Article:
Look at the spoils of victory:
Two trillion dollars in tax cuts—tilted toward the wealthiest people in the country.
Cuts in taxes on the largest incomes.
Cuts in taxes on investment income.
And cuts in taxes on huge inheritances.
More than half of the benefits are going to the wealthiest one percent. According to the New York Times last year, nearly 3,400 of the tax returns of people earning $200,000 or more showed they owed no federal income taxes—an increase of nearly 45 percent over the previous year. You could call it trickle-down economics, except that the only thing that trickled down was a sea of red ink in our state and local governments, forcing them to cut services and raise taxes on people who live paycheck to paycheck.
Deficits have been part of their strategy. The late Senator Daniel Patrick Moynihan tried to warn us, when he predicted that President Reagan’s real strategy was to force the government to cut domestic social programs by fostering federal deficits of historic dimensions. President Reagan’s own budget director, David Stockman, admitted as much. Now the leading right-wing political strategist, Grover Norquist, says the goal is to “starve the beast”—with trillions of dollars in deficits resulting from trillions of dollars in tax cuts, until the United States government is so anemic and anorexic it can be drowned in the bathtub. Recently the Government Accountability Office issued a report that Bush’s economic policies “will result in massive fiscal pressures that, if not effectively addressed, could cripple the economy, threaten our national security, and adversely affect the quality of life of Americans in the future.”
There’s no question about it: The corporate, political, and religious right is achieving a vast transformation of American life that only they fully understand because they are its advocates, its architects, and its beneficiaries. In creating the greatest economic inequality in the advanced world, they have saddled our nation, our states, and our cities and counties with structural deficits that will last until our children’s children are ready for retirement; and they are systematically stripping government of its capacity, in time, to do little more than reward the rich and wage war. Long after George W. Bush is living back in Texas, Americans will be struggling with shrunken resources to reverse the unraveling of our social contract which his radical and reckless policies deliberately hastened.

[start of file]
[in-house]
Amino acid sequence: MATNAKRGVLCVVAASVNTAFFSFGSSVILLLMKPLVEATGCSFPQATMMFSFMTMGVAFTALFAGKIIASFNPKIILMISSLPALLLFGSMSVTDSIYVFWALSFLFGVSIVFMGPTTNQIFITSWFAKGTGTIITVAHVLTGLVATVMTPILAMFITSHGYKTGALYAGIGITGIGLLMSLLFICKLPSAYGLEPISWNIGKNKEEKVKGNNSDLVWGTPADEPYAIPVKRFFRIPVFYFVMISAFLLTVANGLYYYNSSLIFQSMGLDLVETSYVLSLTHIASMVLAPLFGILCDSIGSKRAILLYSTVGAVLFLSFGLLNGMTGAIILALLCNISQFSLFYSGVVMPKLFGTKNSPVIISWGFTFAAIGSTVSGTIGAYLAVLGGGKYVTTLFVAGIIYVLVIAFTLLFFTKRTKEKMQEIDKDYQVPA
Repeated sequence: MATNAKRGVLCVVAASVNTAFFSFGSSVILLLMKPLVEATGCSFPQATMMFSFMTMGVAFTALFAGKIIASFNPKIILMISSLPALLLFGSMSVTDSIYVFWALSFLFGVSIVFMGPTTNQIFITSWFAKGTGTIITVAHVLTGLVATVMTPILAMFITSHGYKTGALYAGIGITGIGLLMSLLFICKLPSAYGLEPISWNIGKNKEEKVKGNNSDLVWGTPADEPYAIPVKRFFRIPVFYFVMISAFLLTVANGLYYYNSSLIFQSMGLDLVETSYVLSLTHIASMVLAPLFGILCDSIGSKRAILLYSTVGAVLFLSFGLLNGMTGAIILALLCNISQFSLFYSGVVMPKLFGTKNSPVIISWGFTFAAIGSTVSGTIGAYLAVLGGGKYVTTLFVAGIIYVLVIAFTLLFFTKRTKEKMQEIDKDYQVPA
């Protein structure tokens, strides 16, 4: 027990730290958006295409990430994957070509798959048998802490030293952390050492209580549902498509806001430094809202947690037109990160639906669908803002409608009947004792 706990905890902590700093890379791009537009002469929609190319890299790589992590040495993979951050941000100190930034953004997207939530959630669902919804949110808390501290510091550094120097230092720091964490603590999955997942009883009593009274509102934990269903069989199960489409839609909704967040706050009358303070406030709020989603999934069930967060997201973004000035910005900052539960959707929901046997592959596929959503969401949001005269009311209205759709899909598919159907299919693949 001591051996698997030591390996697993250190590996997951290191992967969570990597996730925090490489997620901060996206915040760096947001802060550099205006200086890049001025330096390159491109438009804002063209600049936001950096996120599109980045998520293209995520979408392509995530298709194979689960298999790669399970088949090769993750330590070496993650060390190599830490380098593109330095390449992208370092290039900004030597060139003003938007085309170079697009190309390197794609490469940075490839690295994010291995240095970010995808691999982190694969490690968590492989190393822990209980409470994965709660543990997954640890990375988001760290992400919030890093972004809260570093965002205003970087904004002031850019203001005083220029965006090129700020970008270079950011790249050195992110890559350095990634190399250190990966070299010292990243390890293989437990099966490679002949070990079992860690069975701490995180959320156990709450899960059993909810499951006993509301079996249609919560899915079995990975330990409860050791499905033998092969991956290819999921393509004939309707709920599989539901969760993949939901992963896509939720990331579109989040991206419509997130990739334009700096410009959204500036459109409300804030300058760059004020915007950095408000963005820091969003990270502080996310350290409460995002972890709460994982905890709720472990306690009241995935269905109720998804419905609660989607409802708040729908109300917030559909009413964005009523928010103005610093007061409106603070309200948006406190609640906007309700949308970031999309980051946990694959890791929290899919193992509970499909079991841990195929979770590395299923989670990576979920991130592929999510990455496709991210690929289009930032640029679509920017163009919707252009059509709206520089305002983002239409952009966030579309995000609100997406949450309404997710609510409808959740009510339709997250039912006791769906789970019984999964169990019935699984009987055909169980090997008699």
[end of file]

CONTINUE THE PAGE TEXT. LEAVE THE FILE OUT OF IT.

If instead of practicing journalism I was writing for Saturday Night Live, I couldn’t have invented the things that this crowd has been saying. The president’s chief economic adviser says shipping technical and professional jobs overseas is good for the economy. His Council of Economic Advisers reports that hamburger chefs in fast food restaurants can be considered manufacturing workers. His labor secretary says it doesn’t matter if job growth has stalled, because “the stock market is the ultimate arbiter.” And his Federal Reserve chairman says that the tax cuts may force cutbacks in Social Security—but that’s okay, we should make the tax cuts permanent anyway.
You just can’t make this stuff up. You have to hear it to believe it. This may be the first class war in history where the victims will die laughing.